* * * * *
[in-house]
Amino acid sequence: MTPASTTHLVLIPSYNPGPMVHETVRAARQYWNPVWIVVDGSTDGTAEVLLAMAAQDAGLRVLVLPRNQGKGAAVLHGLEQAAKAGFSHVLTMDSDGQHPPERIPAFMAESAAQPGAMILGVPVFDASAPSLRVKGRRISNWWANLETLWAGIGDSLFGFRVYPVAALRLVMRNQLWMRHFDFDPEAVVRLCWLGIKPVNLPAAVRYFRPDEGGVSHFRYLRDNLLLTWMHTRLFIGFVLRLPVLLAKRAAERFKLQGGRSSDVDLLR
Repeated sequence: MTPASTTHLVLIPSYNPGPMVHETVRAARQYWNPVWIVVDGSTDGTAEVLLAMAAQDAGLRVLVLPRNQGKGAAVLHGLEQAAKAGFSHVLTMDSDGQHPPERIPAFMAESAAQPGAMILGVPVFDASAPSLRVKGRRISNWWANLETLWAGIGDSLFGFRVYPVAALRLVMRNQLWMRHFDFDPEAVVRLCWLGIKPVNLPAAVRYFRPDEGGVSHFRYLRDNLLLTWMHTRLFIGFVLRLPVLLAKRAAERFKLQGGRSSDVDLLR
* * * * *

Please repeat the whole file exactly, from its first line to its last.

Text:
[in-house]
Amino acid sequence: MTPASTTHLVLIPSYNPGPMVHETVRAARQYWNPVWIVVDGSTDGTAEVLLAMAAQDAGLRVLVLPRNQGKGAAVLHGLEQAAKAGFSHVLTMDSDGQHPPERIPAFMAESAAQPGAMILGVPVFDASAPSLRVKGRRISNWWANLETLWAGIGDSLFGFRVYPVAALRLVMRNQLWMRHFDFDPEAVVRLCWLGIKPVNLPAAVRYFRPDEGGVSHFRYLRDNLLLTWMHTRLFIGFVLRLPVLLAKRAAERFKLQGGRSSDVDLLR
Repeated sequence: MTPASTTHLVLIPSYNPGPMVHETVRAARQYWNPVWIVVDGSTDGTAEVLLAMAAQDAGLRVLVLPRNQGKGAAVLHGLEQAAKAGFSHVLTMDSDGQHPPERIPAFMAESAAQPGAMILGVPVFDASAPSLRVKGRRISNWWANLETLWAGIGDSLFGFRVYPVAALRLVMRNQLWMRHFDFDPEAVVRLCWLGIKPVNLPAAVRYFRPDEGGVSHFRYLRDNLLLTWMHTRLFIGFVLRLPVLLAKRAAERFKLQGGRSSDVDLLR